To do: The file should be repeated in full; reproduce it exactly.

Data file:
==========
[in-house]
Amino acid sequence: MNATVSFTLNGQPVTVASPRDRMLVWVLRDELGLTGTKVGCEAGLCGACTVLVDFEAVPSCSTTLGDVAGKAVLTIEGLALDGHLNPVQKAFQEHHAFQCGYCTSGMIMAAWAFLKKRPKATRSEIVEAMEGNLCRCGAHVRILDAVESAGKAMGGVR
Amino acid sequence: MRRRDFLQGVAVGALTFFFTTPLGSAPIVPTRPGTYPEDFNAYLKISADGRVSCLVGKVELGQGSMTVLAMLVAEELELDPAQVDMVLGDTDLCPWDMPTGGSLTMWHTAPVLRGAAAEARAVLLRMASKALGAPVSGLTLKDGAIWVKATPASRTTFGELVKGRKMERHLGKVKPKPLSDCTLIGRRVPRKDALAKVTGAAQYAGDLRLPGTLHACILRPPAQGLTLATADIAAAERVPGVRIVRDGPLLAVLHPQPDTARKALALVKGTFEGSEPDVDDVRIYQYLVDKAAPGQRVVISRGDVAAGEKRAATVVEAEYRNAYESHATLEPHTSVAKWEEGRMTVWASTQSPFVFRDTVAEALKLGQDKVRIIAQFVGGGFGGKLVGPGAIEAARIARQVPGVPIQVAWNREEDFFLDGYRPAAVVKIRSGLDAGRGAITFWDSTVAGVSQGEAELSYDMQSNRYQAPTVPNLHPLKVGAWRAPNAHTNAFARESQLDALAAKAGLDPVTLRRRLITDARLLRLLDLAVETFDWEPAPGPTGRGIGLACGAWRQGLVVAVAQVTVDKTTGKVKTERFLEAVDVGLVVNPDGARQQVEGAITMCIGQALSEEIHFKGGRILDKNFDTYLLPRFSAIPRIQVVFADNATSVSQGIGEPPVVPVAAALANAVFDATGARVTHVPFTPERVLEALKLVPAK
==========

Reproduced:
[in-house]
Amino acid sequence: MNATVSFTLNGQPVTVASPRDRMLVWVLRDELGLTGTKVGCEAGLCGACTVLVDFEAVPSCSTTLGDVAGKAVLTIEGLALDGHLNPVQKAFQEHHAFQCGYCTSGMIMAAWAFLKKRPKATRSEIVEAMEGNLCRCGAHVRILDAVESAGKAMGGVR
Amino acid sequence: MRRRDFLQGVAVGALTFFFTTPLGSAPIVPTRPGTYPEDFNAYLKISADGRVSCLVGKVELGQGSMTVLAMLVAEELELDPAQVDMVLGDTDLCPWDMPTGGSLTMWHTAPVLRGAAAEARAVLLRMASKALGAPVSGLTLKDGAIWVKATPASRTTFGELVKGRKMERHLGKVKPKPLSDCTLIGRRVPRKDALAKVTGAAQYAGDLRLPGTLHACILRPPAQGLTLATADIAAAERVPGVRIVRDGPLLAVLHPQPDTARKALALVKGTFEGSEPDVDDVRIYQYLVDKAAPGQRVVISRGDVAAGEKRAATVVEAEYRNAYESHATLEPHTSVAKWEEGRMTVWASTQSPFVFRDTVAEALKLGQDKVRIIAQFVGGGFGGKLVGPGAIEAARIARQVPGVPIQVAWNREEDFFLDGYRPAAVVKIRSGLDAGRGAITFWDSTVAGVSQGEAELSYDMQSNRYQAPTVPNLHPLKVGAWRAPNAHTNAFARESQLDALAAKAGLDPVTLRRRLITDARLLRLLDLAVETFDWEPAPGPTGRGIGLACGAWRQGLVVAVAQVTVDKTTGKVKTERFLEAVDVGLVVNPDGARQQVEGAITMCIGQALSEEIHFKGGRILDKNFDTYLLPRFSAIPRIQVVFADNATSVSQGIGEPPVVPVAAALANAVFDATGARVTHVPFTPERVLEALKLVPAK